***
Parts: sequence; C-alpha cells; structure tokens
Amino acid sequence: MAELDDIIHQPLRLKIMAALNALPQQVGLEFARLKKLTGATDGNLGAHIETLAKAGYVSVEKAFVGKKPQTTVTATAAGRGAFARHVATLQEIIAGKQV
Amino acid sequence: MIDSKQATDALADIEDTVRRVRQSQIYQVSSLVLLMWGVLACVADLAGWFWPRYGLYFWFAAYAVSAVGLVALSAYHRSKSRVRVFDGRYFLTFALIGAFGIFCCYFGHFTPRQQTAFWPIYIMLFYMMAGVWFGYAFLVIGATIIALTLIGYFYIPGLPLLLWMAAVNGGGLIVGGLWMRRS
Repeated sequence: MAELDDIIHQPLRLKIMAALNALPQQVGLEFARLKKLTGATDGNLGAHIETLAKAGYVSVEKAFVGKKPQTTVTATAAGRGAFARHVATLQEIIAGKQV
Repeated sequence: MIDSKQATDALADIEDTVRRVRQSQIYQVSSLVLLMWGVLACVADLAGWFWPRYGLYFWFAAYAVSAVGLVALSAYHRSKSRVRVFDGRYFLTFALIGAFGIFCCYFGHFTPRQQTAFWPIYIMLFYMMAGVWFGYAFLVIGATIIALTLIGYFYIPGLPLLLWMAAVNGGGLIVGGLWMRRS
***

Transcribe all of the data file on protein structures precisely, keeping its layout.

Parts: sequence; C-alpha cells; structure tokens
Amino acid sequence: MAELDDIIHQPLRLKIMAALNALPQQVGLEFARLKKLTGATDGNLGAHIETLAKAGYVSVEKAFVGKKPQTTVTATAAGRGAFARHVATLQEIIAGKQV
Amino acid sequence: MIDSKQATDALADIEDTVRRVRQSQIYQVSSLVLLMWGVLACVADLAGWFWPRYGLYFWFAAYAVSAVGLVALSAYHRSKSRVRVFDGRYFLTFALIGAFGIFCCYFGHFTPRQQTAFWPIYIMLFYMMAGVWFGYAFLVIGATIIALTLIGYFYIPGLPLLLWMAAVNGGGLIVGGLWMRRS
Repeated sequence: MAELDDIIHQPLRLKIMAALNALPQQVGLEFARLKKLTGATDGNLGAHIETLAKAGYVSVEKAFVGKKPQTTVTATAAGRGAFARHVATLQEIIAGKQV
Repeated sequence: MIDSKQATDALADIEDTVRRVRQSQIYQVSSLVLLMWGVLACVADLAGWFWPRYGLYFWFAAYAVSAVGLVALSAYHRSKSRVRVFDGRYFLTFALIGAFGIFCCYFGHFTPRQQTAFWPIYIMLFYMMAGVWFGYAFLVIGATIIALTLIGYFYIPGLPLLLWMAAVNGGGLIVGGLWMRRS